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Organ transplantation is a complex procedure. But organ transportation isnt much more complicated than packing a sterile picnic. Doctors frantically flush a harvested organ with a preservation fluid, pack it in a cooler of ice, and rush it to a patient. A donated heart lasts about four to six hours not enough time to reach many patients and not enough time for doctors to determine if its an adequate match.
But a plastic container, an oxygen tank and some basic science may save thousands of lives. Leonid Bunegin, an associate professor in the department of anesthesiology, developed an organ preservation system capable of keeping the heart alive for approximately 24 hours.
The system uses a technology called fluidics to pump oxygenated preservation fluid through the heart much the way blood runs through the body.
"Fluidics harnesses energy from the expansion of oxygen. The device provides circulation to the organ and delivers oxygen and nutrients simultaneously. At the same time, it removes waste products (carbon dioxide). It is basically a heart-lung machine for the heart or other stored organ," Bunegin said.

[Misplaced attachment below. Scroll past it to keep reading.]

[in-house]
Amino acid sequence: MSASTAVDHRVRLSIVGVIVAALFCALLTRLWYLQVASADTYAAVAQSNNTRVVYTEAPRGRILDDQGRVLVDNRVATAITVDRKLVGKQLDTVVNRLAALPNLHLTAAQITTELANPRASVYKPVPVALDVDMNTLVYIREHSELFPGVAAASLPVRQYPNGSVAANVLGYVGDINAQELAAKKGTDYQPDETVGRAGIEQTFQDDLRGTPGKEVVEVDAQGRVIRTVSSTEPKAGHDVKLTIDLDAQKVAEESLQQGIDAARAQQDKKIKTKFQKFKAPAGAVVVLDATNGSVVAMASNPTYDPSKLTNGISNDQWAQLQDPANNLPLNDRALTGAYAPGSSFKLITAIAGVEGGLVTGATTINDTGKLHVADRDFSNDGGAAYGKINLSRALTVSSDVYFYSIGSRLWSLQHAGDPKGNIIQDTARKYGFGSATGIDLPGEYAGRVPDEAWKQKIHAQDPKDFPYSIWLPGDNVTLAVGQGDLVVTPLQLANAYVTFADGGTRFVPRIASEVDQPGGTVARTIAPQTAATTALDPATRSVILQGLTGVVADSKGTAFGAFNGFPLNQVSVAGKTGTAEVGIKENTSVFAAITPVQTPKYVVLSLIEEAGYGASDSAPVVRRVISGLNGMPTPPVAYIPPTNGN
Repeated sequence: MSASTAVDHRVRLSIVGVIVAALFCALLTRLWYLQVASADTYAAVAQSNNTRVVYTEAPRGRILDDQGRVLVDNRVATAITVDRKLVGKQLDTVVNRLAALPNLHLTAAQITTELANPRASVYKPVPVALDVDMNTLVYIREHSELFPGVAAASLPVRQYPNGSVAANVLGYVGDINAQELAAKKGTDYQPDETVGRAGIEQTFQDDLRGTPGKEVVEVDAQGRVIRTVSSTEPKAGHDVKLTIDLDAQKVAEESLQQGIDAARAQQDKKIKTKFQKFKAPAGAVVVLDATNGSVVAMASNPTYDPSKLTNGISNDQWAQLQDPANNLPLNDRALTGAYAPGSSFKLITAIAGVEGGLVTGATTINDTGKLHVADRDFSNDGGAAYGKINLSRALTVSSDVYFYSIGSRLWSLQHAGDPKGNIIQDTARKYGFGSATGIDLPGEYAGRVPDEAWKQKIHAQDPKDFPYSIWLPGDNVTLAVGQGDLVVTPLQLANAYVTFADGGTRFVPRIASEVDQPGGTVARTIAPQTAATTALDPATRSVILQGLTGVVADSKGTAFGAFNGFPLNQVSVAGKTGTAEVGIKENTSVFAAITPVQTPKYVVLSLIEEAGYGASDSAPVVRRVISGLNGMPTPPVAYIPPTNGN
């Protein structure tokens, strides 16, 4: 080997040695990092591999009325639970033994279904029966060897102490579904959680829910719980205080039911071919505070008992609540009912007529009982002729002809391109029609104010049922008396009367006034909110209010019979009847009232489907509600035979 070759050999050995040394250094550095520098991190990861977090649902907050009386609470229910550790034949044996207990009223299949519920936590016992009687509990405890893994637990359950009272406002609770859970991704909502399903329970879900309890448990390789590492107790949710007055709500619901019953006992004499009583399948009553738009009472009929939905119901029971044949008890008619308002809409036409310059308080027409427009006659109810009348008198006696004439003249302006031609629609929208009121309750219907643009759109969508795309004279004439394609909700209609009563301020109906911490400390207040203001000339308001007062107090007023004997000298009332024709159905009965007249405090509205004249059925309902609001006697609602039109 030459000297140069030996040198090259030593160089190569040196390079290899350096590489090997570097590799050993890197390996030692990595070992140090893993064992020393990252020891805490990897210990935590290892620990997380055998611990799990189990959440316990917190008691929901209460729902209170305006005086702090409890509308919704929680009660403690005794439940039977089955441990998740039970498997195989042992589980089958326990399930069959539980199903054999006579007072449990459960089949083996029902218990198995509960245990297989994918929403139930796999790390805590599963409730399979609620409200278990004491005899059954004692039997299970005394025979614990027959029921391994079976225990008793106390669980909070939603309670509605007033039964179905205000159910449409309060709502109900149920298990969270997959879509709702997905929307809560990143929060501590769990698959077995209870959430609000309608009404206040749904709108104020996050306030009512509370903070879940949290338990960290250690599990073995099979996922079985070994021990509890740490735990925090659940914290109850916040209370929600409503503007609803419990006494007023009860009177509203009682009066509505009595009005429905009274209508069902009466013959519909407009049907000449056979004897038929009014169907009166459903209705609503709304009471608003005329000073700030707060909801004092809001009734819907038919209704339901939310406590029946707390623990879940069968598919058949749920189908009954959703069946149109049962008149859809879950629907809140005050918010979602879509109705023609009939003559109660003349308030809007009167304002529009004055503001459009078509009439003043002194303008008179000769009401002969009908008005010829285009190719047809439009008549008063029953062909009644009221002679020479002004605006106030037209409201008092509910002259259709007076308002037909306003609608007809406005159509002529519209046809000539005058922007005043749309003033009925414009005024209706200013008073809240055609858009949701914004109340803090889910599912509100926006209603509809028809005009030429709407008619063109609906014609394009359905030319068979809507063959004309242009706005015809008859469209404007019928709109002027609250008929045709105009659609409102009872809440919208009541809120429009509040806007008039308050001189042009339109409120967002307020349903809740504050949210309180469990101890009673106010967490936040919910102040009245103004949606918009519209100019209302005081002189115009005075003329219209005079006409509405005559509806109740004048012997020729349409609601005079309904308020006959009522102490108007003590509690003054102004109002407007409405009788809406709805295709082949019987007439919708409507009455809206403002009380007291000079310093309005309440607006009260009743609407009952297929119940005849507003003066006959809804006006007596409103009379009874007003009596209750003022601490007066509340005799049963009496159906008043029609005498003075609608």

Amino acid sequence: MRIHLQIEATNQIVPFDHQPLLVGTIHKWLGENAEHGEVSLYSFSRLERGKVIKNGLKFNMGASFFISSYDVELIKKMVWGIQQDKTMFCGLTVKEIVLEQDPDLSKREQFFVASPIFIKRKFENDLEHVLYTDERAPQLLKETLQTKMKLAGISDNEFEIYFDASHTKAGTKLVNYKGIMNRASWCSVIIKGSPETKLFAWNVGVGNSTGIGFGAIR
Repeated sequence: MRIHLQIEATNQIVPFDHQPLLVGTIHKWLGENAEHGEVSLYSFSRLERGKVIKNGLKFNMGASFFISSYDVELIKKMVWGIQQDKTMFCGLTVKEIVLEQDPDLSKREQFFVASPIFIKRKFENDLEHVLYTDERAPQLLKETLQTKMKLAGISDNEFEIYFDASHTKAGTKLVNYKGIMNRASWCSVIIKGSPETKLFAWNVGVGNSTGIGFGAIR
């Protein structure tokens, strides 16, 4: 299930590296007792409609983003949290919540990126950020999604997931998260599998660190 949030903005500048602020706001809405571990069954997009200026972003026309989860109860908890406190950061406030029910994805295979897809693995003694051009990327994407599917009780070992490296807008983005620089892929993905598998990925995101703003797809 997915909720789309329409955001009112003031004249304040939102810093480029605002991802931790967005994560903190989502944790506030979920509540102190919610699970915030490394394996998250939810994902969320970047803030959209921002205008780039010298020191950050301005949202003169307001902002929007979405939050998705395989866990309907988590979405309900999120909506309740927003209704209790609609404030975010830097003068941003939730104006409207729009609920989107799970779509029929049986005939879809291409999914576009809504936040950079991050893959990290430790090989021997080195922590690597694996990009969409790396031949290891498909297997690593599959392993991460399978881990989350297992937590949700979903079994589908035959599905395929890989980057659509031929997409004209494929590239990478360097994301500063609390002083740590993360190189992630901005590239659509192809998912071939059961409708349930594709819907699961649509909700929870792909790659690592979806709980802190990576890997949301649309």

While the old method of transporting organs slows organ death, the new method actually keeps organs alive by supporting their metabolic needs. Bunegin said the end result is a healthier organ for transplant.
"With this profusion-type device, the donated heart has better than a 95 percent chance of resuming normal function immediately after transplantation," Bunegin said.
Bunegin has three patents issued on the technology. He hopes to secure a commercial developer and have the device on the market within the next five to ten years.